The presence of a male-fertility restorer gene results in the production of fully fertile F1 hybrid progeny. If no restorer gene is present in the male parent, male-sterile hybrids are obtained. Such hybrids are useful where the vegetative tissue of the sorghum plant is utilized, e.g., for silage, but in most cases, the seeds will be deemed the most valuable portion of the crop, so fertility of the hybrids in these crops must be restored. Therefore, one aspect of the current invention concerns plants of the sorghum line Tx3361 comprising a genetic locus capable of restoring male fertility in an otherwise male-sterile plant. Examples of male-sterility genes and corresponding restorers which could be employed with the plants of the invention are well known to those of skill in the art of plant breeding and are disclosed in, for instance, U.S. Pat. No. 5,530,191; U.S. Pat. No. 5,689,041; U.S. Pat. No. 5,741,684; and U.S. Pat. No. 5,684,242, the disclosures of which are each specifically incorporated herein by reference in their entirety.

2. Herbicide Resistance

Numerous herbicide resistance genes are known and may be employed with the invention. An example is a gene conferring resistance to a herbicide that inhibits the growing point or meristem, such as an imidazalinone or a sulfonylurea. Exemplary genes in this category code for mutant ALS and AHAS enzyme as described, for example, by Lee et al., (1988); Gleen et al., (1992) and Miki et al., (1990).

Resistance genes for glyphosate (resistance conferred by mutant 5-enolpyruvl-3 phosphikimate synthase (EPSP) and aroA genes, respectively) and other phosphono compounds such as glufosinate (phosphinothricin acetyl transferase (PAT) and Streptomyces hygroscopicus phosphinothricin-acetyl transferase (bar) genes) may also be used. See, for example, U.S. Pat. No. 4,940,835 to Shah, et al., which discloses the nucleotide sequence of a form of EPSPS which can confer glyphosate resistance. Examples of specific EPSPS transformation events conferring glyphosate resistance are provided by U.S. Pat. No. 6,040,497.

A DNA molecule encoding a mutant aroA gene can be obtained under ATCC accession number 39256, and the nucleotide sequence of the mutant gene is disclosed in U.S. Pat. No. 4,769,061 to Comai. European patent application No. 0 333 033 to Kumada et al., and U.S. Pat. No. 4,975,374 to Goodman et al., disclose nucleotide sequences of glutamine synthetase genes which confer resistance to herbicides such as L-phosphinothricin. The nucleotide sequence of a phosphinothricin-acetyltransferase gene is provided in European application No. 0 242 246 to Leemans et al. DeGreef et al., (1989), describe the production of transgenic plants that express chimeric bar genes coding for phosphinothricin acetyl transferase activity. Exemplary of genes conferring resistance to phenoxy propionic acids and cycloshexones, such as sethoxydim and haloxyfop are the Acct-S1, Accl-S2 and Acct-S3 genes described by Marshall et al., (1992).

Genes are also known conferring resistance to a herbicide that inhibits photosynthesis, such as a triazine (psbA and gs+genes) and a benzonitrile (nitrilase gene). Przibila et al., (1991), describe the transformation of Chlamydomonas with plasmids encoding mutant psbA genes. Nucleotide sequences for nitrilase genes are disclosed in U.S. Pat. No. 4,810,648 to Stalker, and DNA molecules containing these genes are available under ATCC Accession Nos. 53435, 67441, and 67442. Cloning and expression of DNA coding for a glutathione S-transferase is described by Hayes et al., (1992).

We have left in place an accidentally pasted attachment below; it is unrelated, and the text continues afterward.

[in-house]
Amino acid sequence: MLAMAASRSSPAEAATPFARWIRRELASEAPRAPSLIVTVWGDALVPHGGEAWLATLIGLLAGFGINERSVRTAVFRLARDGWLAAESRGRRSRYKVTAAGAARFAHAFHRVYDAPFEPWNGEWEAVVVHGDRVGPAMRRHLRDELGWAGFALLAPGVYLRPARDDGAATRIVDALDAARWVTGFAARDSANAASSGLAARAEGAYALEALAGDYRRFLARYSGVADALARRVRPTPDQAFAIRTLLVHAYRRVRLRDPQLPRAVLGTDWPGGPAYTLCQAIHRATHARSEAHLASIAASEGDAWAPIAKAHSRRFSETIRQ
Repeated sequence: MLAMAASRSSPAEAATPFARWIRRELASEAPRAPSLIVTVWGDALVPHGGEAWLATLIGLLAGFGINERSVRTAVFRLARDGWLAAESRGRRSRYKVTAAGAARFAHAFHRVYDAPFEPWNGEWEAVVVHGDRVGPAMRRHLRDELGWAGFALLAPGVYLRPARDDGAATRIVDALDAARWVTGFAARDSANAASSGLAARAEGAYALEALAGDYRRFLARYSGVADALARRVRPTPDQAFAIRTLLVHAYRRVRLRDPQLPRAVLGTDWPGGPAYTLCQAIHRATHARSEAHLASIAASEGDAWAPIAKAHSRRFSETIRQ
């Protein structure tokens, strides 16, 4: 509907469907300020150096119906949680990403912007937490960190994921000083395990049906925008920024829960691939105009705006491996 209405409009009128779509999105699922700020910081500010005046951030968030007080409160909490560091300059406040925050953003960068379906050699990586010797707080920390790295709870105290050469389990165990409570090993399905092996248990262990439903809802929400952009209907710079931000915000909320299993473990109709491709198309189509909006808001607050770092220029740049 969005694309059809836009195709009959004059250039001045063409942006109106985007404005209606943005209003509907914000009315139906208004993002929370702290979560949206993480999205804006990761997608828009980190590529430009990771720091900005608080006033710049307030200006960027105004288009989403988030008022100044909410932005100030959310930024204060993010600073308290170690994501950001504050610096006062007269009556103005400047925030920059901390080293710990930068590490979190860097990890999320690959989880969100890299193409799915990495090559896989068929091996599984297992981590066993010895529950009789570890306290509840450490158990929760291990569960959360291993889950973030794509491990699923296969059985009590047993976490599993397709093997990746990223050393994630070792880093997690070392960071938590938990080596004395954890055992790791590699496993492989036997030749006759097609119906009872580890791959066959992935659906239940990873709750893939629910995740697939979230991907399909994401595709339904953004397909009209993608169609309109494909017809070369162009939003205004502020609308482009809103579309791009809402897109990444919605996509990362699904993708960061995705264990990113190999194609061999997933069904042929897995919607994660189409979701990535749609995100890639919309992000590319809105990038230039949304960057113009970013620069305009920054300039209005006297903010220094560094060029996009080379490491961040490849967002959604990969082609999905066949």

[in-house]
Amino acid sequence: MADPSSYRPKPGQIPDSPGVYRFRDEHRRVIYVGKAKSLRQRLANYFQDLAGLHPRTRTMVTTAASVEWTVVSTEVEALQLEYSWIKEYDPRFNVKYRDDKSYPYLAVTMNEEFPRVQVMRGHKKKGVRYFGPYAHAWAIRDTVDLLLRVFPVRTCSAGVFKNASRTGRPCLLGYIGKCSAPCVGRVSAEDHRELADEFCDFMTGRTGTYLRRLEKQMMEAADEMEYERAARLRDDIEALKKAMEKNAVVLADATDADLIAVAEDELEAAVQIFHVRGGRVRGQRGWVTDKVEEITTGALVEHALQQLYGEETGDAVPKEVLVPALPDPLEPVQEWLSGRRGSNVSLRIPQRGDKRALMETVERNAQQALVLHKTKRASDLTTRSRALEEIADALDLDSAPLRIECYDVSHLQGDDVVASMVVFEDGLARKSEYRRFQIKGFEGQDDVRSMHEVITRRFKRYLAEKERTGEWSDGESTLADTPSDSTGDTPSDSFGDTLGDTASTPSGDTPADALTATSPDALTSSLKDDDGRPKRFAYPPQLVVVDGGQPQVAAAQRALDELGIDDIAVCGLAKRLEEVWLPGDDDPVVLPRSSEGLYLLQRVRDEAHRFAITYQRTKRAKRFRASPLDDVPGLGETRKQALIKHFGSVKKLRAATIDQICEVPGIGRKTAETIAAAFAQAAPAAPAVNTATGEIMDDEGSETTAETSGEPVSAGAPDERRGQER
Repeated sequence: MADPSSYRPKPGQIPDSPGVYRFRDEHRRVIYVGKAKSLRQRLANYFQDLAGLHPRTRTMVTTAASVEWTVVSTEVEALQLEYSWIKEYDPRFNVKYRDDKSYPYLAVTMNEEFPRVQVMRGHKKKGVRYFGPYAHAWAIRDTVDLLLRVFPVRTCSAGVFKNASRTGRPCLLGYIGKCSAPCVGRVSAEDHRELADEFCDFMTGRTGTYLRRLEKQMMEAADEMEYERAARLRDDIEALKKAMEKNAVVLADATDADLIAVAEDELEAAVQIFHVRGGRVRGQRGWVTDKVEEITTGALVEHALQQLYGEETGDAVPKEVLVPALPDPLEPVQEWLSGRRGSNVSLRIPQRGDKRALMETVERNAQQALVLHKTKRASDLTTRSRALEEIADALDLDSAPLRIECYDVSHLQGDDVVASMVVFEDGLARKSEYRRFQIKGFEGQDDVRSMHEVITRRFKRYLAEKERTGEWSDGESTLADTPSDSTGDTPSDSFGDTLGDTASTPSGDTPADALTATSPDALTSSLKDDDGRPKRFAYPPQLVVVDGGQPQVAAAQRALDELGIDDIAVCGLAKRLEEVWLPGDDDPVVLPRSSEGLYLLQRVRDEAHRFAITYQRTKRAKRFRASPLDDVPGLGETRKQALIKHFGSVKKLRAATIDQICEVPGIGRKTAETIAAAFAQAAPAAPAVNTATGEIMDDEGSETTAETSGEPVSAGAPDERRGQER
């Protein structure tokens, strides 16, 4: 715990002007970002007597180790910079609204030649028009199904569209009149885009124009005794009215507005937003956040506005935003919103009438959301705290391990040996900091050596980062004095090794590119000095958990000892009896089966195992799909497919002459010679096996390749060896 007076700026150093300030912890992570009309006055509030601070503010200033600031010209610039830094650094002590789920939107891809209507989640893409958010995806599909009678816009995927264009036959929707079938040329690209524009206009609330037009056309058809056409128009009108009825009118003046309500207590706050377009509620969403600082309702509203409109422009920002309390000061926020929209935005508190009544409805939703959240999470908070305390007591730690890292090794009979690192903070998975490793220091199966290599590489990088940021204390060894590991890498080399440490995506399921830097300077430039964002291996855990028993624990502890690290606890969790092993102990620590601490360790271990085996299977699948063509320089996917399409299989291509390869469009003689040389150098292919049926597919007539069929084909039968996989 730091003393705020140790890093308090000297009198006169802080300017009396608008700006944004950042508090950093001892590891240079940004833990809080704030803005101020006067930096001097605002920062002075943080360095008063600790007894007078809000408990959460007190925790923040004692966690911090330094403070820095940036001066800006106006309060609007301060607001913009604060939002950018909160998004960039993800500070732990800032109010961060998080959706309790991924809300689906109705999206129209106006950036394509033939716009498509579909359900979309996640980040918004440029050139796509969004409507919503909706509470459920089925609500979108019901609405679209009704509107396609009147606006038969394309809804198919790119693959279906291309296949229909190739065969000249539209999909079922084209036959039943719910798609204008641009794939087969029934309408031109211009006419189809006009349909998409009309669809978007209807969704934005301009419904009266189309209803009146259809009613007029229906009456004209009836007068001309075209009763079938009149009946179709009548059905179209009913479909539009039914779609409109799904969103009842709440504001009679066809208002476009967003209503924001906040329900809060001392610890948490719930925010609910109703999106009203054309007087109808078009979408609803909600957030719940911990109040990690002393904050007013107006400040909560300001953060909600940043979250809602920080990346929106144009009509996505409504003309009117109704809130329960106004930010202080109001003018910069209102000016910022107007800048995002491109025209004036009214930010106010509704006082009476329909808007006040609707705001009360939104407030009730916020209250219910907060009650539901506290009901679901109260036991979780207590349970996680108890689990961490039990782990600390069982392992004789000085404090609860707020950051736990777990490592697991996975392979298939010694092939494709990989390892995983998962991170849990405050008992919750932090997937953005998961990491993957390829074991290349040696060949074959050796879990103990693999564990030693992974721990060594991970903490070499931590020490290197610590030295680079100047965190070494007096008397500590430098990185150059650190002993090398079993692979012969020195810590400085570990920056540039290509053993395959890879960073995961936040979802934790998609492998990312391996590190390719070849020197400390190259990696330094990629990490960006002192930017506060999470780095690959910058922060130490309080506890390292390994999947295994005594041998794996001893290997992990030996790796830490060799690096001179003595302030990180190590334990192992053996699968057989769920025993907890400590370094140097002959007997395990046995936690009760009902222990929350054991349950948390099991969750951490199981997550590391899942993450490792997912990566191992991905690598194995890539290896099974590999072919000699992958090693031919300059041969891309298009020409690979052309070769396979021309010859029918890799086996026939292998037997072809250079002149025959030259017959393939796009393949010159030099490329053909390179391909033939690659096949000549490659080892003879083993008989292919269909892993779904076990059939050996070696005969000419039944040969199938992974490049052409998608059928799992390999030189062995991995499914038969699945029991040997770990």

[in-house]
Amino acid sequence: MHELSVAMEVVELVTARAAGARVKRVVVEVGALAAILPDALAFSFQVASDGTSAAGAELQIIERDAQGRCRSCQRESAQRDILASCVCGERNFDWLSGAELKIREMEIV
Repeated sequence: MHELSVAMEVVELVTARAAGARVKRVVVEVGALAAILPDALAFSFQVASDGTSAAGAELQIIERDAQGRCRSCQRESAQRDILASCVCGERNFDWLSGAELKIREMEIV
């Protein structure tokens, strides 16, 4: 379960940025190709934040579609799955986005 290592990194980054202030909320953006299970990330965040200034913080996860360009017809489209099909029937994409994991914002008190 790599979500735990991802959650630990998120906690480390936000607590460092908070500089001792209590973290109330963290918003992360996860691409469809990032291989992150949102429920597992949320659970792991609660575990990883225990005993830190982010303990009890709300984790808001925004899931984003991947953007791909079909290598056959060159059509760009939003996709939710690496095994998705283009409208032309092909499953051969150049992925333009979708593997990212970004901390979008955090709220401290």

Other examples of herbicide resistance have been described, for instance, in U.S. Pat. Nos. 6,803,501; 6,448,476; 6,248,876; 6,225,114; 6,107,549; 5,866,775; 5,804,425; 5,633,435; 5,463,175.

3. Waxy Starch

The waxy characteristic is an example of a recessive trait. In this example, the progeny resulting from the first backcross generation (BC1) must be grown and selfed. A test is then run on the selfed seed from the BC1 plant to determine which BC1 plants carried the recessive gene for the waxy trait. In other recessive traits additional progeny testing, for example growing additional generations such as the BC1S1, may be required to determine which plants carry the recessive gene.

4. Disease and Pest Resistance

Plant defenses are often activated by specific interaction between the product of a disease resistance gene (R) in the plant and the product of a corresponding avirulence (Avr) gene in the pathogen. A plant line can be transformed with cloned resistance gene to engineer plants that are resistant to specific pathogen strains. See, for example Jones et al., (1994) (cloning of the tomato Cf-9 gene for resistance to Cladosporium fulvum); Martin et al., (1993) (tomato Pto gene for resistance to Pseudomonas syringae pv. tomato); and Mindrinos et al., (1994) (Arabidopsis RPS2 gene for resistance to Pseudomonas syringae).

A viral-invasive protein or a complex toxin derived therefrom may also be used for viral disease resistance. For example, the accumulation of viral coat proteins in transformed plant cells imparts resistance to viral infection and/or disease development effected by the virus from which the coat protein gene is derived, as well as by related viruses. See Beachy et al., (1990). Coat protein-mediated resistance has been conferred upon transformed plants against alfalfa mosaic virus, cucumber mosaic virus, tobacco streak virus, potato virus X, potato virus Y, tobacco etch virus, tobacco rattle virus and tobacco mosaic virus. Id.

A virus-specific antibody may also be used. See, for example, Tavladoraki et al., (1993), who show that transgenic plants expressing recombinant antibody genes are protected from virus attack. Virus resistance has also been described in, for example, U.S. Pat. Nos. 6,617,496; 6,608,241; 6,015,940; 6,013,864; 5,850,023 and 5,304,730.